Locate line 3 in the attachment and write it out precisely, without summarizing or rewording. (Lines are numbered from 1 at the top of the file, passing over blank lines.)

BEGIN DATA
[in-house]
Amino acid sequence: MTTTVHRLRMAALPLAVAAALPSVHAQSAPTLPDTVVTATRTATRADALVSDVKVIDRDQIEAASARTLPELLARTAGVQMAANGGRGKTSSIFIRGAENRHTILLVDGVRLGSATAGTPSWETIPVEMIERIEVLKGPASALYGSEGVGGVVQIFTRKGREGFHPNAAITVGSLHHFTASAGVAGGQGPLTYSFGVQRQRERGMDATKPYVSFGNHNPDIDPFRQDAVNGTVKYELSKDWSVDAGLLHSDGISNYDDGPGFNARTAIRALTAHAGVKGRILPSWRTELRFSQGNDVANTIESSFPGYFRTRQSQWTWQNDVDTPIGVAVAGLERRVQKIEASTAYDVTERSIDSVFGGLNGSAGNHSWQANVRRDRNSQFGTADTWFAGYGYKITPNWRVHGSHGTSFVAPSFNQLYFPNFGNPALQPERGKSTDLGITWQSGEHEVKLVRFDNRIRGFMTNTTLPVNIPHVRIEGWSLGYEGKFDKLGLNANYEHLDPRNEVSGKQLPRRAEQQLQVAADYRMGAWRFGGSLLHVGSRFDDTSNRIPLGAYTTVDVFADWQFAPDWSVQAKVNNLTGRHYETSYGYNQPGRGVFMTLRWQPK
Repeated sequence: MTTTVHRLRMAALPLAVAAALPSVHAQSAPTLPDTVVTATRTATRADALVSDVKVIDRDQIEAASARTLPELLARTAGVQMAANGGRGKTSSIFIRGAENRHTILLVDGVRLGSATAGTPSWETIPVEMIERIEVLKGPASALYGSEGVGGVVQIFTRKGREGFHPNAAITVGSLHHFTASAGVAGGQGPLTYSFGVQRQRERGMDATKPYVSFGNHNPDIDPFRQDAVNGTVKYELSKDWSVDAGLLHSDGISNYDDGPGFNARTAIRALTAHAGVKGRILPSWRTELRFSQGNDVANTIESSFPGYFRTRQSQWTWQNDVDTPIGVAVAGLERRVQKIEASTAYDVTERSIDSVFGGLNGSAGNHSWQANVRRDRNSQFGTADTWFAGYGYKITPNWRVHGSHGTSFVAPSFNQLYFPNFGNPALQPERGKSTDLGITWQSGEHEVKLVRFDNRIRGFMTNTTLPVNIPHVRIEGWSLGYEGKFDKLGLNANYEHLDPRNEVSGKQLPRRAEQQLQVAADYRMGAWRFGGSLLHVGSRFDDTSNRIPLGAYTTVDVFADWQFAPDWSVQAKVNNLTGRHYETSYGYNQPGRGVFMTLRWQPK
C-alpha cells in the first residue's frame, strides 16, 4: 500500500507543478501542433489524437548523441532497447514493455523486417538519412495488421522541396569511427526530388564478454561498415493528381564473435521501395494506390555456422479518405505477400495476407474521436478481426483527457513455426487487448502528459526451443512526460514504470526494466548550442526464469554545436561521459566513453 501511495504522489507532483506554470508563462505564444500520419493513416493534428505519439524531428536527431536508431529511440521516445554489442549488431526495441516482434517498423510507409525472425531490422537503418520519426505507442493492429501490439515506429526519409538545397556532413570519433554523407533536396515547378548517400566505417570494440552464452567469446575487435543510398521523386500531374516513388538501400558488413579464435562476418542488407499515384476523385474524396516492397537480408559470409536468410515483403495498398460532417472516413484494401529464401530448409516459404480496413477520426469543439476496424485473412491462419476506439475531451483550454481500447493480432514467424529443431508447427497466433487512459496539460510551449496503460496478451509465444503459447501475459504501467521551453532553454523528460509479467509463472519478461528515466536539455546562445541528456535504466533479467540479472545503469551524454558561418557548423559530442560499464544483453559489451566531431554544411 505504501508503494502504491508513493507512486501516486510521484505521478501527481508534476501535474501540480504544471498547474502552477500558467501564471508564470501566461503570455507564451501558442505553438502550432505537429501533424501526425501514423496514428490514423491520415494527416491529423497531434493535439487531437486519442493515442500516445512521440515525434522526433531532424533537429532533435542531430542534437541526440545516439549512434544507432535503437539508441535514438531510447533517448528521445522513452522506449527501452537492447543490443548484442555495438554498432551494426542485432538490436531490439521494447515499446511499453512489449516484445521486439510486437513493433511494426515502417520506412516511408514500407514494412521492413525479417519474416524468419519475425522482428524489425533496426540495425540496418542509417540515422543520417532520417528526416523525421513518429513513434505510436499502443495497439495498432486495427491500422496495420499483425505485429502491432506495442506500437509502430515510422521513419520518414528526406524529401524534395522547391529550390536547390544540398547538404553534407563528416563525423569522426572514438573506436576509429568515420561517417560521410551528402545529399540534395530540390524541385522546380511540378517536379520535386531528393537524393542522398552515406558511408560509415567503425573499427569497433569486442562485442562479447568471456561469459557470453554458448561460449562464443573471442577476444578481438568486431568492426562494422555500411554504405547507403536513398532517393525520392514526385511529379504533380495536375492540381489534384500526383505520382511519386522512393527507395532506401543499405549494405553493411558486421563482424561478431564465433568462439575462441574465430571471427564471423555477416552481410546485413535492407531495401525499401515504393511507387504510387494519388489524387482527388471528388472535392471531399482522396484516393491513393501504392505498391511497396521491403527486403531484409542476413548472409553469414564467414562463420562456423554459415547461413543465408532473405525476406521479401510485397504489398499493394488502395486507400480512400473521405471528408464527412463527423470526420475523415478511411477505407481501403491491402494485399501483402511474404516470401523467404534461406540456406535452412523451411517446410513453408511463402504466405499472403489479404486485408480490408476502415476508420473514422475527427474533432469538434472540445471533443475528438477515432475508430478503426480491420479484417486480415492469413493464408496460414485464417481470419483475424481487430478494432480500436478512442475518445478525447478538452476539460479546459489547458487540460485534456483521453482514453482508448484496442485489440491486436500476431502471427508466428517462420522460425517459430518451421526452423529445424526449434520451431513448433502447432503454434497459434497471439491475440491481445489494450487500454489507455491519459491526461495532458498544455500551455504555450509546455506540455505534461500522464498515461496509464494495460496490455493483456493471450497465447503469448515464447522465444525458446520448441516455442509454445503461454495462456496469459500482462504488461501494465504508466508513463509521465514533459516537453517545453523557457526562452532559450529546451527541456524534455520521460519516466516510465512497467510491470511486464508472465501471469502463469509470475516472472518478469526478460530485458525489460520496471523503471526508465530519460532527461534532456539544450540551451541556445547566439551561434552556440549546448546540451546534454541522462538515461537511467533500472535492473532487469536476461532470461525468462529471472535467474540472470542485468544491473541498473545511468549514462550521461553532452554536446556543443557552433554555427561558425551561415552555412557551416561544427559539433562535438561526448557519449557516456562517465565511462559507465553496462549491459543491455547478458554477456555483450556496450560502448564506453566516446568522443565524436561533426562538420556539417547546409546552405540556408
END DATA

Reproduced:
Repeated sequence: MTTTVHRLRMAALPLAVAAALPSVHAQSAPTLPDTVVTATRTATRADALVSDVKVIDRDQIEAASARTLPELLARTAGVQMAANGGRGKTSSIFIRGAENRHTILLVDGVRLGSATAGTPSWETIPVEMIERIEVLKGPASALYGSEGVGGVVQIFTRKGREGFHPNAAITVGSLHHFTASAGVAGGQGPLTYSFGVQRQRERGMDATKPYVSFGNHNPDIDPFRQDAVNGTVKYELSKDWSVDAGLLHSDGISNYDDGPGFNARTAIRALTAHAGVKGRILPSWRTELRFSQGNDVANTIESSFPGYFRTRQSQWTWQNDVDTPIGVAVAGLERRVQKIEASTAYDVTERSIDSVFGGLNGSAGNHSWQANVRRDRNSQFGTADTWFAGYGYKITPNWRVHGSHGTSFVAPSFNQLYFPNFGNPALQPERGKSTDLGITWQSGEHEVKLVRFDNRIRGFMTNTTLPVNIPHVRIEGWSLGYEGKFDKLGLNANYEHLDPRNEVSGKQLPRRAEQQLQVAADYRMGAWRFGGSLLHVGSRFDDTSNRIPLGAYTTVDVFADWQFAPDWSVQAKVNNLTGRHYETSYGYNQPGRGVFMTLRWQPK